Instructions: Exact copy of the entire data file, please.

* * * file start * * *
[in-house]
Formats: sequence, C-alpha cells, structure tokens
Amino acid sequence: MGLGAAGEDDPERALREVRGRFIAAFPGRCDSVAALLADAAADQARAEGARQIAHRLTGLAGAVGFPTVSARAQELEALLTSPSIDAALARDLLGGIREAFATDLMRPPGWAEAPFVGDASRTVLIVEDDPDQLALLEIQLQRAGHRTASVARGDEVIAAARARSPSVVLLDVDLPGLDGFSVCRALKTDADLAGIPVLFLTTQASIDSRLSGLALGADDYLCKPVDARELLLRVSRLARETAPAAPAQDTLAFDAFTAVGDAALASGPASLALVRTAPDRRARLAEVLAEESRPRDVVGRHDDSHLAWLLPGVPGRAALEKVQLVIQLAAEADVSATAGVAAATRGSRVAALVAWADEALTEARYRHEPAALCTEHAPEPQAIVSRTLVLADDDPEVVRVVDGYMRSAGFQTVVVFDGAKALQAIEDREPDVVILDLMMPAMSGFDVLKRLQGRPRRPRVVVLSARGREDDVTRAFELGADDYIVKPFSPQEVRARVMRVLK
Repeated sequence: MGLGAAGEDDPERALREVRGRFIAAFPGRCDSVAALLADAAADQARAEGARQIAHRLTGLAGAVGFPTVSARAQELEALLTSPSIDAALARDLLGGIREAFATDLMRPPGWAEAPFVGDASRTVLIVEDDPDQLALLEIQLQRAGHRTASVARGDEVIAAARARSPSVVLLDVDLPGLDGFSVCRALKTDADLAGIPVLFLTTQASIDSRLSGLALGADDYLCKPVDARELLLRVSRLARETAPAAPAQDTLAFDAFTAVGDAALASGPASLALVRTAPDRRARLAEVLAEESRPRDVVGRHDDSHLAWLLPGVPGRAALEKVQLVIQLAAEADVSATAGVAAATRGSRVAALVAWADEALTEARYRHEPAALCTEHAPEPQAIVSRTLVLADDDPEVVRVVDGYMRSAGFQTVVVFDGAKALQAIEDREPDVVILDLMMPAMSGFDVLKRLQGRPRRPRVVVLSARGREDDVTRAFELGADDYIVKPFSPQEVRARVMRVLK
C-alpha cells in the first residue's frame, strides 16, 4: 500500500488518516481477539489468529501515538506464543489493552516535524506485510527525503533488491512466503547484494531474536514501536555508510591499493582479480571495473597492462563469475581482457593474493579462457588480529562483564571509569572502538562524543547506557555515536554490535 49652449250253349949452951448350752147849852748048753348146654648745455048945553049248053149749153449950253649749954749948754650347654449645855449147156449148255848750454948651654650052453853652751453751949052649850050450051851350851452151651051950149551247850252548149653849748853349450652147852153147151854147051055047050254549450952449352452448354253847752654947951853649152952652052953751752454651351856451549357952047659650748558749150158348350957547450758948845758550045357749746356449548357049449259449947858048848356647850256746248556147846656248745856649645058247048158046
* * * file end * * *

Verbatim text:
[in-house]
Formats: sequence, C-alpha cells, structure tokens
Amino acid sequence: MGLGAAGEDDPERALREVRGRFIAAFPGRCDSVAALLADAAADQARAEGARQIAHRLTGLAGAVGFPTVSARAQELEALLTSPSIDAALARDLLGGIREAFATDLMRPPGWAEAPFVGDASRTVLIVEDDPDQLALLEIQLQRAGHRTASVARGDEVIAAARARSPSVVLLDVDLPGLDGFSVCRALKTDADLAGIPVLFLTTQASIDSRLSGLALGADDYLCKPVDARELLLRVSRLARETAPAAPAQDTLAFDAFTAVGDAALASGPASLALVRTAPDRRARLAEVLAEESRPRDVVGRHDDSHLAWLLPGVPGRAALEKVQLVIQLAAEADVSATAGVAAATRGSRVAALVAWADEALTEARYRHEPAALCTEHAPEPQAIVSRTLVLADDDPEVVRVVDGYMRSAGFQTVVVFDGAKALQAIEDREPDVVILDLMMPAMSGFDVLKRLQGRPRRPRVVVLSARGREDDVTRAFELGADDYIVKPFSPQEVRARVMRVLK
Repeated sequence: MGLGAAGEDDPERALREVRGRFIAAFPGRCDSVAALLADAAADQARAEGARQIAHRLTGLAGAVGFPTVSARAQELEALLTSPSIDAALARDLLGGIREAFATDLMRPPGWAEAPFVGDASRTVLIVEDDPDQLALLEIQLQRAGHRTASVARGDEVIAAARARSPSVVLLDVDLPGLDGFSVCRALKTDADLAGIPVLFLTTQASIDSRLSGLALGADDYLCKPVDARELLLRVSRLARETAPAAPAQDTLAFDAFTAVGDAALASGPASLALVRTAPDRRARLAEVLAEESRPRDVVGRHDDSHLAWLLPGVPGRAALEKVQLVIQLAAEADVSATAGVAAATRGSRVAALVAWADEALTEARYRHEPAALCTEHAPEPQAIVSRTLVLADDDPEVVRVVDGYMRSAGFQTVVVFDGAKALQAIEDREPDVVILDLMMPAMSGFDVLKRLQGRPRRPRVVVLSARGREDDVTRAFELGADDYIVKPFSPQEVRARVMRVLK
C-alpha cells in the first residue's frame, strides 16, 4: 500500500488518516481477539489468529501515538506464543489493552516535524506485510527525503533488491512466503547484494531474536514501536555508510591499493582479480571495473597492462563469475581482457593474493579462457588480529562483564571509569572502538562524543547506557555515536554490535 49652449250253349949452951448350752147849852748048753348146654648745455048945553049248053149749153449950253649749954749948754650347654449645855449147156449148255848750454948651654650052453853652751453751949052649850050450051851350851452151651051950149551247850252548149653849748853349450652147852153147151854147051055047050254549450952449352452448354253847752654947951853649152952652052953751752454651351856451549357952047659650748558749150158348350957547450758948845758550045357749746356449548357049449259449947858048848356647850256746248556147846656248745856649645058247048158046